Scars are made up of living tissue and can therefore, like any other bodily tissue, get infected.
More Info: It is obvious to most people that open wounds can easily become infected. However, fewer people are aware that scars can get infected as well. Symptoms of infection include but are not limited to tenderness, itching, swelling, redness, a warm sensation to the touch, color change, and any type of fluid or puss leakage.
If a scar begins to itch, do not scratch it; this could tear the skin and allow germs to enter, providing a breeding ground for infection. Keep the area as clean as possible. If other signs of infection arise, consult a doctor immediately.
Never touch a potentially infected area without first carefully washing your hands and cleansing the area. Antibiotic creams and ointments may be helpful but check with your doctor first. Many over-the-counter medicines are available to minimize the damaging effect of scars. There are creams that can even out skin pigmentation issues.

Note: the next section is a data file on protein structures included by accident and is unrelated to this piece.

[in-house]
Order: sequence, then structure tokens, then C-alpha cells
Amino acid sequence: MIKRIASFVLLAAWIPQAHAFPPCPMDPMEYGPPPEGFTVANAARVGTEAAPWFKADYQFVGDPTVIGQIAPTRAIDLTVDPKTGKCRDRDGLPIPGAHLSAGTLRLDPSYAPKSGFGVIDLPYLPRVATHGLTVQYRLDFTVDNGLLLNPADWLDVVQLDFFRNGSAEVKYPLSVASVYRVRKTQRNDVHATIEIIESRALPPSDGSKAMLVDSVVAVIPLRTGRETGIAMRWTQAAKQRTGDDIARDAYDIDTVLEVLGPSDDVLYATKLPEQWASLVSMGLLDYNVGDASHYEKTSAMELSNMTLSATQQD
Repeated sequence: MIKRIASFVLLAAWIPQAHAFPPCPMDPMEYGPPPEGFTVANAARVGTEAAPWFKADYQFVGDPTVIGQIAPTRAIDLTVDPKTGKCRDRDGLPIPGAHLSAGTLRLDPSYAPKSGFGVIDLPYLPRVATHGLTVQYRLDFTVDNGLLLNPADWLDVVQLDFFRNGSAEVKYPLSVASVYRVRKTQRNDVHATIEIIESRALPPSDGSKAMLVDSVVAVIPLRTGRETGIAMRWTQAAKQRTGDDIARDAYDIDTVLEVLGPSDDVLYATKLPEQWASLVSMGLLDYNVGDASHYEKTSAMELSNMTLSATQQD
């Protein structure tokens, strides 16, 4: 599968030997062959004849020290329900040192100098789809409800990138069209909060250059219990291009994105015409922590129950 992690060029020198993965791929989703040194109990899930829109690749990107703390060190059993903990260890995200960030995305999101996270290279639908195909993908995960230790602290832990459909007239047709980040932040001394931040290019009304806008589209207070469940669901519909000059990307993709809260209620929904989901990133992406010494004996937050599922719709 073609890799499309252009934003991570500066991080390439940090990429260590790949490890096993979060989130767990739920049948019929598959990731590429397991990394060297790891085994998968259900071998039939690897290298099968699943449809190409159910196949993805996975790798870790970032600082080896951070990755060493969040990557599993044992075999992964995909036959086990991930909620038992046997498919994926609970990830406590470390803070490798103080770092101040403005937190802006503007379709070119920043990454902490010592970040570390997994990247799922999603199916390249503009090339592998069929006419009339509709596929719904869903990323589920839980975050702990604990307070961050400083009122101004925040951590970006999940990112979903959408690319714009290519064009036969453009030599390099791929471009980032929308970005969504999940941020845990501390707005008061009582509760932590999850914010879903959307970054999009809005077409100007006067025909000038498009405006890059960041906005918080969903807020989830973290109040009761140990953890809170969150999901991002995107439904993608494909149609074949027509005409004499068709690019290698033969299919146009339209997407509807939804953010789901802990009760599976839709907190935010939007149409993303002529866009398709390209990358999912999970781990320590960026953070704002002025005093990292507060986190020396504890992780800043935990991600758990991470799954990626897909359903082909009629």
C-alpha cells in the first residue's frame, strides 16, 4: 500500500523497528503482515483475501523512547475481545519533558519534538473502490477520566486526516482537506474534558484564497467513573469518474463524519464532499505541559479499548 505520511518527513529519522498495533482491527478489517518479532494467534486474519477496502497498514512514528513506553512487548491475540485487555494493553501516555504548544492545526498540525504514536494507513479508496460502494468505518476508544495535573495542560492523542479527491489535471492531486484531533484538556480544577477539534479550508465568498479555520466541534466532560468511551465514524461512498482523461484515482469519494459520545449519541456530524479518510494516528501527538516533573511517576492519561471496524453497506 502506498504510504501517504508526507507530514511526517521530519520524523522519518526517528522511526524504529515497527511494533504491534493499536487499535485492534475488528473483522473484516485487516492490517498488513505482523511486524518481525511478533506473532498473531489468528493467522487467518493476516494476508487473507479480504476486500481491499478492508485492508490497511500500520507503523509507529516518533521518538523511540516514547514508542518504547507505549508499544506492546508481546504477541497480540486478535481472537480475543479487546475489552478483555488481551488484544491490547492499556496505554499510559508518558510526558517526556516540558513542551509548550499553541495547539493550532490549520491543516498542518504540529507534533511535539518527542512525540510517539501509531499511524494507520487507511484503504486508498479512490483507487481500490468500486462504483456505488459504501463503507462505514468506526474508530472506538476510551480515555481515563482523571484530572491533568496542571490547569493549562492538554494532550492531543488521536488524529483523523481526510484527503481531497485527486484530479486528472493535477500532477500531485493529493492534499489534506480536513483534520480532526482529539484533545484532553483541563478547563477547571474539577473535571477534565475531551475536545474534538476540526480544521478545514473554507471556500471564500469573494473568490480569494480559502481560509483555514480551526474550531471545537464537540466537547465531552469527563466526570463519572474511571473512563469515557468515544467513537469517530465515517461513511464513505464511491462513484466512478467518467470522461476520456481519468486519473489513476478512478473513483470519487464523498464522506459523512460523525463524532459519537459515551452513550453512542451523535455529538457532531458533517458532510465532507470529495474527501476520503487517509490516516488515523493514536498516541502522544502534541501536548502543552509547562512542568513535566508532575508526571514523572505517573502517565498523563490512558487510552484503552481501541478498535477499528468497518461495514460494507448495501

When injuries occur, the body naturally goes on the defensive by causing the blood to clot in the wounded area as well as by sending white blood cells to stop the spread of an infectious organism. Scabs and scars form as a protective layer to prevent further damage and germ entry so that repairs can be made below the skin.
It is important to keep skin that has been scarred protected with a high level SPF sunscreen as well as a nourishing moisturizer.
“Adolescent scar contracture scoliosis caused by back scalding during the infantile period.” National Center for Biotechnology Information. N.p., n.d. Web. 27 Apr. 2010. http://www.ncbi.nlm.nih.gov/pmc/articles/PMC2078316/.
“What is Lung Scarring?.” NetWellness Homepage. N.p., n.d. Web. 27 Apr. 2010. http://www.netwellness.uc.edu/healthtopics/lung/lungscar.cfm.